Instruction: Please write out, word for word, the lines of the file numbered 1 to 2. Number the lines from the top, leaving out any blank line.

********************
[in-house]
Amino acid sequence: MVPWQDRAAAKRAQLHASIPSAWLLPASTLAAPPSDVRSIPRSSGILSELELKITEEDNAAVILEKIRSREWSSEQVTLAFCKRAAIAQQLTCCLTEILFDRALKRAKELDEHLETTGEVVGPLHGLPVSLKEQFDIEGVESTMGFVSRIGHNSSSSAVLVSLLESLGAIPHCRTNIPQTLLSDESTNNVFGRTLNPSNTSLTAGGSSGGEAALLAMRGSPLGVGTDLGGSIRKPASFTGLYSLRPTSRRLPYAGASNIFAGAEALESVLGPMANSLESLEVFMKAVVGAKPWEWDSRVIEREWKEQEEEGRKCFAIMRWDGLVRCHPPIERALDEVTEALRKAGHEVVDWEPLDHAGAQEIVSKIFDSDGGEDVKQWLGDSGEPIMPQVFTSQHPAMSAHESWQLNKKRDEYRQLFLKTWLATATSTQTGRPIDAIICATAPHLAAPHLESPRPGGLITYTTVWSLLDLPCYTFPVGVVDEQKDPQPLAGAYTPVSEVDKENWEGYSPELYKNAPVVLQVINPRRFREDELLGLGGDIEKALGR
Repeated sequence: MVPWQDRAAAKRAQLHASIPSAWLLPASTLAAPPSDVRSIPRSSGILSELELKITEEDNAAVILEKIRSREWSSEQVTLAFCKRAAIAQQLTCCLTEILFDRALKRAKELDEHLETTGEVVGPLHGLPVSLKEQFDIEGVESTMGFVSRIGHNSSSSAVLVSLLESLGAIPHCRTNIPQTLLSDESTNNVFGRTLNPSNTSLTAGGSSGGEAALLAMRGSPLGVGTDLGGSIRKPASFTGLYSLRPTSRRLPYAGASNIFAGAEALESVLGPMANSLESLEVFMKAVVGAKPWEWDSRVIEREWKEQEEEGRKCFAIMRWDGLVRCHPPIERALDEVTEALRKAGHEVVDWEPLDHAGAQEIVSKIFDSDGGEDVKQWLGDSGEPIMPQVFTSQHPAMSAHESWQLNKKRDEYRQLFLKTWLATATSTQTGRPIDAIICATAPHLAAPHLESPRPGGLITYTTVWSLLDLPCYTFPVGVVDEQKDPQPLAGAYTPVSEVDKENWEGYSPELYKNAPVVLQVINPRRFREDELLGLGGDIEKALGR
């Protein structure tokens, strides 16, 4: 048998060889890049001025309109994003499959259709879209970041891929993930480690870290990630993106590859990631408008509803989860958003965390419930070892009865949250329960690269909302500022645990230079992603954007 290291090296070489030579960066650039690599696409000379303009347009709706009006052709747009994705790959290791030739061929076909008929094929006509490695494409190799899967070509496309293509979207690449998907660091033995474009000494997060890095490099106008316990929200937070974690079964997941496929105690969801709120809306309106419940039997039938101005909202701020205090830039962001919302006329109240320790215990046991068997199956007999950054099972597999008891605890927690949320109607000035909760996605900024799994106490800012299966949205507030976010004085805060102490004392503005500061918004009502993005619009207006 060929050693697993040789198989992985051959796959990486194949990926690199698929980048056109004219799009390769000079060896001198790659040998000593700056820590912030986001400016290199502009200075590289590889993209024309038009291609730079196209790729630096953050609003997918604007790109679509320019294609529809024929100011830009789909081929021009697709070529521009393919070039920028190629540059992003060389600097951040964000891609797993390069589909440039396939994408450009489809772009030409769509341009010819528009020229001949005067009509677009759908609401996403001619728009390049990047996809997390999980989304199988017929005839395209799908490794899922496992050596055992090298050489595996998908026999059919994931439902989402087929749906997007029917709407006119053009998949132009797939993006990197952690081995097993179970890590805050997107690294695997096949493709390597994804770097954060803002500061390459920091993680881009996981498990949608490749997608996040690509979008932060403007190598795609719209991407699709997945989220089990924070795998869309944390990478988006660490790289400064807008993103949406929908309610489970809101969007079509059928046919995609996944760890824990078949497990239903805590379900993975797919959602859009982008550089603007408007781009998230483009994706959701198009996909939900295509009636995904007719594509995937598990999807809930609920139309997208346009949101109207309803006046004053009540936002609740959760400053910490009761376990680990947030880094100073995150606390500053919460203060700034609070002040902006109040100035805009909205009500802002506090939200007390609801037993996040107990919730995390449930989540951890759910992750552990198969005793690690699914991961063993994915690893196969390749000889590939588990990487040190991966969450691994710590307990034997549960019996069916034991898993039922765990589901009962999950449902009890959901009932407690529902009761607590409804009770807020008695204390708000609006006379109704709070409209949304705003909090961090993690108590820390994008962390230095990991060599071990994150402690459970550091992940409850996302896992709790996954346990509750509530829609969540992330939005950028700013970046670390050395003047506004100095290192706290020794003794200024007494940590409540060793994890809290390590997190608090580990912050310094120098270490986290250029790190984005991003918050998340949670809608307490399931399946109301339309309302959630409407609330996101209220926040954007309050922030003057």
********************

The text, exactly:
[in-house]
Amino acid sequence: MVPWQDRAAAKRAQLHASIPSAWLLPASTLAAPPSDVRSIPRSSGILSELELKITEEDNAAVILEKIRSREWSSEQVTLAFCKRAAIAQQLTCCLTEILFDRALKRAKELDEHLETTGEVVGPLHGLPVSLKEQFDIEGVESTMGFVSRIGHNSSSSAVLVSLLESLGAIPHCRTNIPQTLLSDESTNNVFGRTLNPSNTSLTAGGSSGGEAALLAMRGSPLGVGTDLGGSIRKPASFTGLYSLRPTSRRLPYAGASNIFAGAEALESVLGPMANSLESLEVFMKAVVGAKPWEWDSRVIEREWKEQEEEGRKCFAIMRWDGLVRCHPPIERALDEVTEALRKAGHEVVDWEPLDHAGAQEIVSKIFDSDGGEDVKQWLGDSGEPIMPQVFTSQHPAMSAHESWQLNKKRDEYRQLFLKTWLATATSTQTGRPIDAIICATAPHLAAPHLESPRPGGLITYTTVWSLLDLPCYTFPVGVVDEQKDPQPLAGAYTPVSEVDKENWEGYSPELYKNAPVVLQVINPRRFREDELLGLGGDIEKALGR